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Expanding Our Influence: 1970s



Expanding Our Influence: 1970s

Expanding Our Influence: 1970s

After proving to be a revolutionary academic institution, INSEAD embarked on the challenge of expansion. Complete independence placed INSEAD on a financial high wire without the safety net of a university, governmental aid or external association.

This independence empowered INSEAD to stretch in unprecedented ways – the efforts financed expansion of the entire educational programme and its scope. INSEAD welcomed more students and participants, increased the faculty size and funded new campus development. The school grew while creating new perspectives, possibilities and templates of business education. Necessity bred both planned and spontaneous innovation.

Strong pillars supported the impressive growth. As Chairman of the Board, John H. Loudon, former chairman of the industrial giant Royal Dutch Shell, attracted a new generation of board members. These leaders came from the highest echelons of international business and brought new perspectives to INSEAD. A new Executive Committee oversaw development of long-term plans for growth.

Staying close to business, the school embarked on bold executive engagement and in 1972 launched the Management Development Unit, or MDU. This strengthened relationships between professors and business while advancing executive education in Europe.

As the decade progressed, the school looked to expand influence, with executive programmes for Asia. By 1974, the school had launched the first programme to prepare European managers to work with Japanese businesses, followed by a curriculum for Japanese managers.

In the second half of the decade, expansion continued apace. In 1976, a research committee was formed and professors were given time and resources to pursue research. This investment brought balance to academic priorities and opened the door for INSEAD to lead in knowledge creation. That year, the newly established Alumni Fund and new endowed chairs opened avenues to support the school.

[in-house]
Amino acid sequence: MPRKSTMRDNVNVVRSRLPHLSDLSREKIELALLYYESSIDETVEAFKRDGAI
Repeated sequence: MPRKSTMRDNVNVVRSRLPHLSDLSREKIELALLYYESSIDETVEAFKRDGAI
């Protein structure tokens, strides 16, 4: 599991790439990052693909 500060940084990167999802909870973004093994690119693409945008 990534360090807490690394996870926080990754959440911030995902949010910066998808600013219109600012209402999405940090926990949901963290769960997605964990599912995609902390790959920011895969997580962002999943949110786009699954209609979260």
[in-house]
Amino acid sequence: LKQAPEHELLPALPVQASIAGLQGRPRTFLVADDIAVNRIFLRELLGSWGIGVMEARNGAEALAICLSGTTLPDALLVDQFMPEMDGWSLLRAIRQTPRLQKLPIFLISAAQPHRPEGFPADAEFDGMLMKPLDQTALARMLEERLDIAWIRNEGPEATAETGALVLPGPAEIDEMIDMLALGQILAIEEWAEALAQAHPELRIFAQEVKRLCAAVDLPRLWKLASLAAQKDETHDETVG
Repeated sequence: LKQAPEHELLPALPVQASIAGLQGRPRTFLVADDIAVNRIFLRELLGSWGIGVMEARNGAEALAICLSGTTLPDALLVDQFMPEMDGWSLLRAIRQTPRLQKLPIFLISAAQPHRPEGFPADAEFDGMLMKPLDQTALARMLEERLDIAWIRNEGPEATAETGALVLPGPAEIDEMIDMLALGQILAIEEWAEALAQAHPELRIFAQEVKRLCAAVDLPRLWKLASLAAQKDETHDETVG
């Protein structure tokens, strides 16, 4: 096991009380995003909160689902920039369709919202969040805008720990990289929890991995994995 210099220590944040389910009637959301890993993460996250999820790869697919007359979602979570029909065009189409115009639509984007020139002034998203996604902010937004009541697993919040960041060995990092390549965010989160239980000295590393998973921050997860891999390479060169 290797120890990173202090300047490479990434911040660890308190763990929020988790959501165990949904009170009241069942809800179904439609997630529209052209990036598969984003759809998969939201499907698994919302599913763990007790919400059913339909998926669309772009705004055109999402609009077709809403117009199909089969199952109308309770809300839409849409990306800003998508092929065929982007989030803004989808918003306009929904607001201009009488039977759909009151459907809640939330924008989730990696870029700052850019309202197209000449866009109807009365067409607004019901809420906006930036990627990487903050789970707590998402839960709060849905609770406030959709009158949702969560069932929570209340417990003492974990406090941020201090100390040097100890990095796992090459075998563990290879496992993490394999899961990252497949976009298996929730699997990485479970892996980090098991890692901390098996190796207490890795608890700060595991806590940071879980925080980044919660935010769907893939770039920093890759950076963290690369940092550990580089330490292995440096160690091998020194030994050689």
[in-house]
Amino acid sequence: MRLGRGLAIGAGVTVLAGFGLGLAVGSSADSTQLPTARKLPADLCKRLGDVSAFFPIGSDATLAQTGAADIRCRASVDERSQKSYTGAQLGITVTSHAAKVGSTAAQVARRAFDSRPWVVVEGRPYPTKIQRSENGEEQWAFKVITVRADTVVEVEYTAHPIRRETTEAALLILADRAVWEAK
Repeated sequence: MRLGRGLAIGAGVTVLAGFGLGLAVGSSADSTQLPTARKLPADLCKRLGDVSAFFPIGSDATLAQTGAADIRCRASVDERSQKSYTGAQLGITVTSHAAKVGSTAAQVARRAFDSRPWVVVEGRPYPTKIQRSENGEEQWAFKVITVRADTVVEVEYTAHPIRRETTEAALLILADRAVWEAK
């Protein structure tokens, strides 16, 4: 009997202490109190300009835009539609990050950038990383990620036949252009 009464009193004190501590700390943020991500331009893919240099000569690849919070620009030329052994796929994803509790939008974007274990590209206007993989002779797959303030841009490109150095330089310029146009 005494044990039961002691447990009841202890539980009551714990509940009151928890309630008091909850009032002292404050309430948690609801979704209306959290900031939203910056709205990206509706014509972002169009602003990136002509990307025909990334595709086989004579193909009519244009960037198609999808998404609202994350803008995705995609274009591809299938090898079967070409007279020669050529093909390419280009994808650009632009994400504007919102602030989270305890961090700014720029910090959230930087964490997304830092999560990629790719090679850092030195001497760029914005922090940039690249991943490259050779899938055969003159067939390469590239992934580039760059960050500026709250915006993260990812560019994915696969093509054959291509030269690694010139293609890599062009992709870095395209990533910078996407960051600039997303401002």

National committees were formed in key countries to support fundraising and promote the school in business and academic communities. This support allowed INSEAD to push for more diversity in terms of gender and geography. With independence as a core value and with growing community involvement, the school kept pace with developments in international business and politics.



Students relax on campus during a much-needed break between classes


Centre Européen d’Education Permanente (CEDEP) established




INSEAD permanent faculty grows to 31, doubling in 18 months.

Dean Berry appointed first Dean of INSEAD, places focus on raising academic standards through faculty recruitment and research development


Completion of North Wing, enabling expansion of the school


Claude Janssen (right) appointed first Executive Vice-Chairman of the Board, marking the founder’s return to INSEAD governance




Launch of world’s first company specific executive education programme

Launch of the Management Development Unit, with Claude Rameau appointed Director




Pierre Cailliau appointed Director General, ushering in an era of capable leadership and structural change that would ultimately end the Director General position and strengthen INSEAD governance as an academic institution


Jacqueline Tourlier-Pope appointed first Director of Development, following years of dedicated service in charge of personnel and administration


First executive education programme to prepare European managers to work in Asia




International Woman’s Year and European Council directives underscore the need to increase gender diversity in business


Students brave the Fontainebleau rain walking to class




Research Committee established as part of academic investment

Board approves creation of the Euro-Asia Centre, with Henri-Claude de Bettignies (far left) named Director and Washington Sycip (standing) joining later as Chairman


Launch of the INSEAD Alumni Fund by Michel Gauthier MBA’61 (centre) to reinforce the distinctive character of the MBA programme


Uwe Kitzinger appointed Dean of INSEAD, promising to turn INSEAD into a whole management institute by improving research capabilities




First 5 National Committees formed in West Germany, France, Britain, the Netherlands and the US

Launch of first development campaign, an early fundraising effort to support ambitious growth




Noted economist Edith Penrose becomes first female professor to join the faculty and later becomes the first woman appointed to a deanship




First endowed Professorial Chair established

Claude Rameau MBA’62 appointed Dean of INSEAD, pioneering a co-dean leadership model and providing strategic stability for the next 13 years


President of the European Commission Roy Jenkins (left) joins Uwe Kitzinger to open two new buildings on the Europe Campus – Residences and restaurant


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